Cases argued and decided in the Supreme Court of Texas, during the latter part of the Tyler term, 1874, and the first part of the Galveston term, 1875. Volume 42. Page: 700
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TAXES AND TAX SALES-Continued.
taxes under the former Charter, is a sufficient assessment to collect a tax
levied by the city after the date of its new Charter. Id.
15. In Repeal of City Charter, only such ordinances as are inconsistent
with the new Charter are rendered invalid by its enactment.
16. An act validating bonds which were issued by the city of Galveston,
called the " Bridge Tax," and authorizing the levy of a tax for
interest and sinking fund, is not retro-active or prohibited by the Constitution.
17. The present City Charter, limiting taxation to one per cent. ad
vatlorem, is violated by an ordinance levying one per centum for general
revenue, and one-fourth of one per cent. Bridge Tax, for 1871, and such
excessive levy is a nullity. Id.
18. Had it been shown that the Bridge Tax entered into, and formed
part of, the contract with the bondholders, still, in view of the express
limitation of the power to tax for general revenue, would be regarded
as limited to one per cent., less the special Bridge Tax. Id.
19. Under the tax law (Paschal's Digest, 7660) imposing occupation
taxes, no formal assessment was necessary; and if the tax was not
paid before the party liable to such tax entered upon the business taxed,
it was the duty of the officer charged with collection of such tax to enforce
its payment. Texas Banking and Insurance Co. v. The State, 636.
20. In absence of Legislative provision for the collection of such tax
otherwise, the collector can collect by suit. Id.
21. The constitutional limitation, that " taxation shall be equal and
uniform throughout the State," is not violated by the Act of April 22,
1871 (Paschal's Digest, 7660), imposing an occupation tax upon every
person or firm dealing in stocks or bills of exchange, in any city or town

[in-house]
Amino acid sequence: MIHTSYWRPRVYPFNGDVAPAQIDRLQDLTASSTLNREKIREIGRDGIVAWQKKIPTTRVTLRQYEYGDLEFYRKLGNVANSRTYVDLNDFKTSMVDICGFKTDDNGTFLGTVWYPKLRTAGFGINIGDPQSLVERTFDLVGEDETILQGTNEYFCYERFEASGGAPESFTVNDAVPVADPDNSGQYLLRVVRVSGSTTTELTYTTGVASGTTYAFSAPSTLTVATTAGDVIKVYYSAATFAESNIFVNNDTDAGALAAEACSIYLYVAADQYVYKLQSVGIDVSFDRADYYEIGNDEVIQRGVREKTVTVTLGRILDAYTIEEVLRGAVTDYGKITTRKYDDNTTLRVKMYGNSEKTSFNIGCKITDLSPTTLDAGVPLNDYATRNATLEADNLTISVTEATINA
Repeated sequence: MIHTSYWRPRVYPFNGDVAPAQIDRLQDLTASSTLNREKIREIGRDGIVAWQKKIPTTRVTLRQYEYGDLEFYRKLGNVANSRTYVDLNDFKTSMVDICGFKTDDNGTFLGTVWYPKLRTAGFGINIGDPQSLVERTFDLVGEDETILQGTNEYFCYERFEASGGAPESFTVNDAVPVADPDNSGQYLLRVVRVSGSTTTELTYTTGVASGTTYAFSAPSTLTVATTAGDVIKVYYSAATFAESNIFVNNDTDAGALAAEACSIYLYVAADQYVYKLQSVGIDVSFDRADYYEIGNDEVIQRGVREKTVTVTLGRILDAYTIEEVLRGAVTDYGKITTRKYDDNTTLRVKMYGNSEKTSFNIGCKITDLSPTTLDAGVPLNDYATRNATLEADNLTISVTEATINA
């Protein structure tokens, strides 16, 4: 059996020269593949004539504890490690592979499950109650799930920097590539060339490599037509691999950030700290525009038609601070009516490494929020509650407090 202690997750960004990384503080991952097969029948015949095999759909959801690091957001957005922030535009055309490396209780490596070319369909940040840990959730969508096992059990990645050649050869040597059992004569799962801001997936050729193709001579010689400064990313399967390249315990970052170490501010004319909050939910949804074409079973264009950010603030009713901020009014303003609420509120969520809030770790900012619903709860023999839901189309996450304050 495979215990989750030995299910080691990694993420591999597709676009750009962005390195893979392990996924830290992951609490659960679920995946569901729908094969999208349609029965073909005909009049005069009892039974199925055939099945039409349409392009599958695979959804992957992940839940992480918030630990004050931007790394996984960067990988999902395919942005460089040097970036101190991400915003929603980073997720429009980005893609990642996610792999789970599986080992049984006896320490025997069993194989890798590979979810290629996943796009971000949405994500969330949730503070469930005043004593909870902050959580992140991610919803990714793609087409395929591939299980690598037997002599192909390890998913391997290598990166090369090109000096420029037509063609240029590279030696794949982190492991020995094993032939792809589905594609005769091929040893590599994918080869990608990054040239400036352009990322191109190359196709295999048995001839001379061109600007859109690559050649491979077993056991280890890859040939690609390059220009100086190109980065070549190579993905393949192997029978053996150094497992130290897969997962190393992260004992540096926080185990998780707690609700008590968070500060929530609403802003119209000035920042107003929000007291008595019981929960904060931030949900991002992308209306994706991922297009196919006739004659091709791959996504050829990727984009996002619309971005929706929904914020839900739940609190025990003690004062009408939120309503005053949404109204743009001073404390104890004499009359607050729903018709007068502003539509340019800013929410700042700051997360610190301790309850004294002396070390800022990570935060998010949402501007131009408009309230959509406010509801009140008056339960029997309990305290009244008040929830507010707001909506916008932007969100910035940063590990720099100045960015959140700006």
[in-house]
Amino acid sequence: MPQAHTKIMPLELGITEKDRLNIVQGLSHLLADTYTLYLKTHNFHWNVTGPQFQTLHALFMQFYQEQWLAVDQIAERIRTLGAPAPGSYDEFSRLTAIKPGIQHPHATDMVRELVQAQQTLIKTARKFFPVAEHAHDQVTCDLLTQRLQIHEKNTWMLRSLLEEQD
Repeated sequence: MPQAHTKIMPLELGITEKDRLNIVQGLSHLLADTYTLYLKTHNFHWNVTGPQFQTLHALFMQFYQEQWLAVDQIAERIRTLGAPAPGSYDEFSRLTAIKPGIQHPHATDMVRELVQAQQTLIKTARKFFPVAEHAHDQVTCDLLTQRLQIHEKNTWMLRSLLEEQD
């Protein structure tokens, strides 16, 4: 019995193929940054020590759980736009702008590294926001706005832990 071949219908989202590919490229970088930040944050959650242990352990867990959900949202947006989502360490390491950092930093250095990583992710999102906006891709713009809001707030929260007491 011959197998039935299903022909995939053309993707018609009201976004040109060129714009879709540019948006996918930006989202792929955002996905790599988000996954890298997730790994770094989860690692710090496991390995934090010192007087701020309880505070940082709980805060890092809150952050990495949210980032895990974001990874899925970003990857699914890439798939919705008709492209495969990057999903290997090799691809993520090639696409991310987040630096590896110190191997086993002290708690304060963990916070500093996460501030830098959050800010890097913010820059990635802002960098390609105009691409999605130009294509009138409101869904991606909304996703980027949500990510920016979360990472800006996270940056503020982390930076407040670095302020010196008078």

exceeding five thousand in population, an annual tax of two hundred
and fifty dollars, and upon such occupation, in a city or town of less
population, fifty dollars. Id.
22. In an ordinary case involving the validity of a tax, either State or
municipal, on constitutional or other grounds, which may be considered
and determined by the court just as consistently with public policy
before as after its collection, and especially where the rights of a large
number of persons are involved, and a great number of suits may be
avoided, and individual loss and damage prevented, courts may properly
interpose by injunction to prevent the collection of such tax. Blessing
v. The City of Galveston, 642.
23. PARTIES TO SUCH SUITS. It is not objectionable for others having
a like interest with the original plaintiffs to make themselves parties.
24. If such tax be in excess of the limits of the charter, the levy to
the amount of such excess would be void. Id.
25. Assessment of taxes. See Texas Banking and Insurance Co. v.
The State, supra. Id.
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Texas. Supreme Court. Cases argued and decided in the Supreme Court of Texas, during the latter part of the Tyler term, 1874, and the first part of the Galveston term, 1875. Volume 42., book, 1881; St. Louis, Mo.. (texashistory.unt.edu/ark:/67531/metapth28531/m1/708/: accessed June 25, 2017), University of North Texas Libraries, The Portal to Texas History, texashistory.unt.edu; .